Skip to main content

Netaji didn't want Gandhiji to write foreword to his book he presented to Mussolini

Counterview Desk 
A former Union ministry of external affairs ministry official, Utpal Aich, who retired on January 31, 2015 after serving for 38 years, and last served as first secretary at the Indian Embassy in Addis Ababa, Ethiopia, is now reportedly engaged in studying India's freedom struggle, the role of Netaji Subhas Chandra Bose and his Indian National Army (INA). 
Excerpt from an introduction to Netaji's book “The Indian Struggle 1920-1934”, which was later revised into “Indian Struggle 1920-1942”, he posts on his Facebook timeline:
***
Subhas Chandra Bose was on forced exile in Vienna, Austria, in 1934, and he was undergoing medical treatment there when he was approached by M/s. Wishart and Co., a Publishing Company of London, for writing a book on Indian politics. He was happy to receive such an offer and decided to name the book “The Indian Struggle 1920 –1934”. Initially, he was asked to submit the manuscript by August, 1934, and the book was scheduled to be published in October, 1934. He received advance royalty money for writing the book. When he had written a good part of the book, he sought assistance of Rabindranath Tagore, through a letter dated August 3, 1934, requesting the poet to introduce him and request, in turn, either Mr. Bernard Shaw or Mr. H.G. Wells for writing a Foreword of his forthcoming book. Subhas Chandra Bose had informed the Poet that since his book would contain criticism of Mahatma Gandhi, Romain Rolland or Rabindranath would probably be reluctant to write the Foreword. He further said that his book would be “an objective study of the Indian movement from the standpoint of an Indian nationalist.”
However, in his reply dated August 17, 1934, Rabindranath declined to intercede as he thought that it would not be of any help. The poet further stated that though Gandhiji had many drawbacks, he had been able to reach and move the common people of India and Gandhiji exhibited a strong moral force. Rabindranath, however, admitted that Gandhiji had harmed the nation in some matters, but the force he could generate in the country had neutralized all his negativities. He also stated that nobody else could enliven the whole country the way Gandhiji did.
Subhas Chandra Bose then decided that he would write the introduction of his book himself and wrote it on November 29, 1934. In the meantime, on November 26, 1934, he got a telegram from his mother informing him that his father, Janakinath Bose’s, condition was grave and Subhas should return home immediately. His 74-year-old father had suffered a serious heart attack a couple of months earlier and was brought to Calcutta for treatment. Subhas Chandra was himself suffering from gall-bladder-stone related problems. 
During this time, he had actually moved out of his rented flat and had shifted to Hotel de France as he was contemplating to undergo the surgery for removal of his gall-bladder after the work relating to his book was completed. The earliest plane booking he could get was in the Dutch Airlines that would take off from Rome on November 30, 1934, morning. That flight would reach Calcutta on December 4, 1934. At that time, flights used to be slow and night-flying had not been introduced. He had to hurriedly look through the remaining parts of the proofs of his book and had to keep working the whole night on November 28, 1934, completing the proofreading by 6.30 a.m. on November 29, 1934. In the meantime, on his request, his nephew Asoke had come over to Vienna from Munich on November 28 morning.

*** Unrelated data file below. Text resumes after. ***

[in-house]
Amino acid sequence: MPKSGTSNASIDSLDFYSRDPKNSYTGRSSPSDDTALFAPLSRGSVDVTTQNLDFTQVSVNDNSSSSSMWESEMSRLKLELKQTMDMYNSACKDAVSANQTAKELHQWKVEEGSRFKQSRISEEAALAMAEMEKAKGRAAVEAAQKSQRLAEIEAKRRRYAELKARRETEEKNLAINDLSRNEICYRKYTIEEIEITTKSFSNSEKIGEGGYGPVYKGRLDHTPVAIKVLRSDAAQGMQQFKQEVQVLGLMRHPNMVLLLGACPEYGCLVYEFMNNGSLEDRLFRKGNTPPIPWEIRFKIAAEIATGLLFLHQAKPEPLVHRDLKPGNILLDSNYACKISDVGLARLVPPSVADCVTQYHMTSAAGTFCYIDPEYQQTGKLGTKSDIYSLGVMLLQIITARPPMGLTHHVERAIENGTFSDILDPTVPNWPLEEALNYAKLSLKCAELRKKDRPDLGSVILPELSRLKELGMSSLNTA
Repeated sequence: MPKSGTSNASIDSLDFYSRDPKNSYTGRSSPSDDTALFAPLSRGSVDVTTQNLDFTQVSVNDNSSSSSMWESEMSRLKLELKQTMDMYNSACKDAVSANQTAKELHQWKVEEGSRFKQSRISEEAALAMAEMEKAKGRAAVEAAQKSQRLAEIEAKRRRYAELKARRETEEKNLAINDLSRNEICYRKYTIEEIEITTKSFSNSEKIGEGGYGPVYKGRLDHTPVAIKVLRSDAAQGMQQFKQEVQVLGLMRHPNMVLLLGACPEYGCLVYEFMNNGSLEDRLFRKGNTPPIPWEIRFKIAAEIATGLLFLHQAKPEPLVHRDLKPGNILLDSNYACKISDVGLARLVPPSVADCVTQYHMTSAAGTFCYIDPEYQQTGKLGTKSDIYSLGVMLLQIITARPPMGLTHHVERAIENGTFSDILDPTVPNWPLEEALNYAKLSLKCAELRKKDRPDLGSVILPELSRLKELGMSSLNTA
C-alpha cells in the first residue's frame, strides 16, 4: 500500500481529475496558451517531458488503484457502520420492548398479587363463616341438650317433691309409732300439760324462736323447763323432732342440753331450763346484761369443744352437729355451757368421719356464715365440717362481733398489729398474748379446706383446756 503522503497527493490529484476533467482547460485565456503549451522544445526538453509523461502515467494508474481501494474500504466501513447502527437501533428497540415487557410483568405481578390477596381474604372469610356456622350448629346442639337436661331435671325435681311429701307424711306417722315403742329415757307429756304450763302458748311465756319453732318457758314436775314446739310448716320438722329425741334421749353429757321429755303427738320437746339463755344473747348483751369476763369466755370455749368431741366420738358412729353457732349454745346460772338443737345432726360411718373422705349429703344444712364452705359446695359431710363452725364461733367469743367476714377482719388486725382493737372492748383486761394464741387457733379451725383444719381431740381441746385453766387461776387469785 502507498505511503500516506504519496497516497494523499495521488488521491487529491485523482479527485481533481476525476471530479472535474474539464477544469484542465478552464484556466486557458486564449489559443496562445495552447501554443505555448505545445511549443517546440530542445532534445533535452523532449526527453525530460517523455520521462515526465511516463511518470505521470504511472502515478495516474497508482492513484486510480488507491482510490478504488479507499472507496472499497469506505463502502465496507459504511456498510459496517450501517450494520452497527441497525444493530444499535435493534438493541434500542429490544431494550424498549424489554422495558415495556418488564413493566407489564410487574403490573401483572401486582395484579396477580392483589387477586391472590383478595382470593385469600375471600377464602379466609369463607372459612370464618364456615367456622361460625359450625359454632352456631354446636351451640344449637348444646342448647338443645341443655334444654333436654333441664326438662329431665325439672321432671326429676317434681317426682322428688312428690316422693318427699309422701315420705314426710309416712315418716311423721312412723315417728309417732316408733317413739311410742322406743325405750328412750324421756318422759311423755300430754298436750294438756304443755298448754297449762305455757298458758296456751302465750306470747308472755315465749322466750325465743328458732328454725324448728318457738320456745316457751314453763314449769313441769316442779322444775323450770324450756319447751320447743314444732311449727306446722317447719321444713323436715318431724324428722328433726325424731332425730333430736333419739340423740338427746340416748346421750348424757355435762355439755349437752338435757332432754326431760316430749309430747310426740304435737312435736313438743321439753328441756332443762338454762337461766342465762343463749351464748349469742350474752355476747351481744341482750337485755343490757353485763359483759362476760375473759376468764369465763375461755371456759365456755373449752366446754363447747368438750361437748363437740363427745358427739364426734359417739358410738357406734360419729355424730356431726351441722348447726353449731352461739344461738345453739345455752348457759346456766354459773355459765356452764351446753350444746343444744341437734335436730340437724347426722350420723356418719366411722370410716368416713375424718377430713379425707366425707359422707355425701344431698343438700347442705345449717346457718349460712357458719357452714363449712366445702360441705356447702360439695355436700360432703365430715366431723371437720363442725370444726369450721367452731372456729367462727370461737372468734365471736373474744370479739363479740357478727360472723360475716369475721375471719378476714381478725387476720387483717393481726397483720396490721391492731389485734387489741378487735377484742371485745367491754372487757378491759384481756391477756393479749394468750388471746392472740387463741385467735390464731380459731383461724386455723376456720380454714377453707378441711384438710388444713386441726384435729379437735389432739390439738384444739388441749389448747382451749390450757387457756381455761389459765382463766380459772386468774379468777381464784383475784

Subhas Chandra then boarded a flight on November 29 morning for Rome (via Venice) and stayed overnight in Rome to catch the Dutch Airlines flight on November 30, 1934, at 7.30 a.m. In a letter written from Rome in the early hours of November 30, 1934, he expressed his anxiety to Miss Emilie Schenkl, hoping that she could send all the galleys, preface, etc. with care and without any mistakes. Just before he was leaving to catch his flight at Rome, he received the telegram sent by Miss Schenkl, probably informing him that the proofs, etc. were duly sent to M/s. Wishart as per his instructions. 
The next stop of the Royal Dutch Airlines was Athens, where they had a night-halt on November 30, at Cairo, where they halted overnight on December 1 and Baghdad on the afternoon of December 2 for a night-halt. He reached Karachi on December 3, 1934, and there he came to know that his father had already passed away in the early hours of that day. After customs clearances, etc. at Karachi airport, the Dutch Airlines flew him to Jodhpur for a night-halt. On the last leg of the journey, the Dutch airlines flight took off on December 4, 1934, morning, from Jodhpur and after an hour’s halt at Allahabad, he arrived at Dum Dum Airport in Calcutta at 4 p.m. on December 4, 1934, about forty hours after his father had breathed his last. 

Confiscation of the typed copy of ‘The Indian Struggle’

Subhas Chandra did carry with him a typed copy of his book ‘The Indian Struggle 1920 – 1934’ which was seized at the Karachi Airport by the Customs authorities. This news was published in the newspapers and many people, including George Bernard Shaw, H.G. Wells and Rabindranath Tagore, strongly criticized the colonial government for such treatment.

‘Indian Struggle’ is banned in India

‘The Indian Struggle 1920-34’ was published in London on January 17, 1935. The book was immediately banned in India by the British Indian Government. In reply to a letter from the Publishers, Secretary, Public & Judicial Department of India Office, London, wrote to M/s. Wishart & Co. on February 5, 1935, stating that the Government of India in the exercise of their powers under section 19 of the Sea Customs Act have prohibited the bringing into India the book of Subhas Chandra Bose. This decision, India Office communicated to M/s. Wishart & Co., was taken with the approval of the Secretary of State on the ground that the book as a whole is to encourage methods of terrorism or direct action. It further stated that the Secretary of State does not consider that it would be possible by amendment of certain passages to render the book unobjectionable.